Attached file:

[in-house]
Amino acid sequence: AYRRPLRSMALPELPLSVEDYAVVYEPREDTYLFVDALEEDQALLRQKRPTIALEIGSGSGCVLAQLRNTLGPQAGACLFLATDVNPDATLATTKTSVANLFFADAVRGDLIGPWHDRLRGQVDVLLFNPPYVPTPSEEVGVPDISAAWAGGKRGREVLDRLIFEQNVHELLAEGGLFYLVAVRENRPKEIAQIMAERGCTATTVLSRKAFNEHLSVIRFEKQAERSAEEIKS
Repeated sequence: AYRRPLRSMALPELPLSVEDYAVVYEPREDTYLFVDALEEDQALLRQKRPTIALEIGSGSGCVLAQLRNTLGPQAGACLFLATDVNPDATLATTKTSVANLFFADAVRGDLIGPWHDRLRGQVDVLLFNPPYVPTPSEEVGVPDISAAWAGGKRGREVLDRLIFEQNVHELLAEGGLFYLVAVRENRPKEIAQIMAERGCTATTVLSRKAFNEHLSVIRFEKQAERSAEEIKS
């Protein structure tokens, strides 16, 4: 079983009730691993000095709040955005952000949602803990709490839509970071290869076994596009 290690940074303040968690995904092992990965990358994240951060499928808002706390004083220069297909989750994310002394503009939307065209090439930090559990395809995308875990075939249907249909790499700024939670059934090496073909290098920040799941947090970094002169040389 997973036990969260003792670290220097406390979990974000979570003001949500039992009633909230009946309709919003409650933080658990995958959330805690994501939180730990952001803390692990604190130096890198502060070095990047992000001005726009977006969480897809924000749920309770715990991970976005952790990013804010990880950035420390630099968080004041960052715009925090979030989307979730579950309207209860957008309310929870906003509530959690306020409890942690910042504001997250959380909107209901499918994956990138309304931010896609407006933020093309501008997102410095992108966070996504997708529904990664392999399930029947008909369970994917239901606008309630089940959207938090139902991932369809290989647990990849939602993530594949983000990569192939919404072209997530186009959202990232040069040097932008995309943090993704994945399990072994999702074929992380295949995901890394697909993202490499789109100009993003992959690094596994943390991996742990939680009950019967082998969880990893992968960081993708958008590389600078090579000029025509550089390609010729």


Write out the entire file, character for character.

[in-house]
Amino acid sequence: AYRRPLRSMALPELPLSVEDYAVVYEPREDTYLFVDALEEDQALLRQKRPTIALEIGSGSGCVLAQLRNTLGPQAGACLFLATDVNPDATLATTKTSVANLFFADAVRGDLIGPWHDRLRGQVDVLLFNPPYVPTPSEEVGVPDISAAWAGGKRGREVLDRLIFEQNVHELLAEGGLFYLVAVRENRPKEIAQIMAERGCTATTVLSRKAFNEHLSVIRFEKQAERSAEEIKS
Repeated sequence: AYRRPLRSMALPELPLSVEDYAVVYEPREDTYLFVDALEEDQALLRQKRPTIALEIGSGSGCVLAQLRNTLGPQAGACLFLATDVNPDATLATTKTSVANLFFADAVRGDLIGPWHDRLRGQVDVLLFNPPYVPTPSEEVGVPDISAAWAGGKRGREVLDRLIFEQNVHELLAEGGLFYLVAVRENRPKEIAQIMAERGCTATTVLSRKAFNEHLSVIRFEKQAERSAEEIKS
């Protein structure tokens, strides 16, 4: 079983009730691993000095709040955005952000949602803990709490839509970071290869076994596009 290690940074303040968690995904092992990965990358994240951060499928808002706390004083220069297909989750994310002394503009939307065209090439930090559990395809995308875990075939249907249909790499700024939670059934090496073909290098920040799941947090970094002169040389 997973036990969260003792670290220097406390979990974000979570003001949500039992009633909230009946309709919003409650933080658990995958959330805690994501939180730990952001803390692990604190130096890198502060070095990047992000001005726009977006969480897809924000749920309770715990991970976005952790990013804010990880950035420390630099968080004041960052715009925090979030989307979730579950309207209860957008309310929870906003509530959690306020409890942690910042504001997250959380909107209901499918994956990138309304931010896609407006933020093309501008997102410095992108966070996504997708529904990664392999399930029947008909369970994917239901606008309630089940959207938090139902991932369809290989647990990849939602993530594949983000990569192939919404072209997530186009959202990232040069040097932008995309943090993704994945399990072994999702074929992380295949995901890394697909993202490499789109100009993003992959690094596994943390991996742990939680009950019967082998969880990893992968960081993708958008590389600078090579000029025509550089390609010729």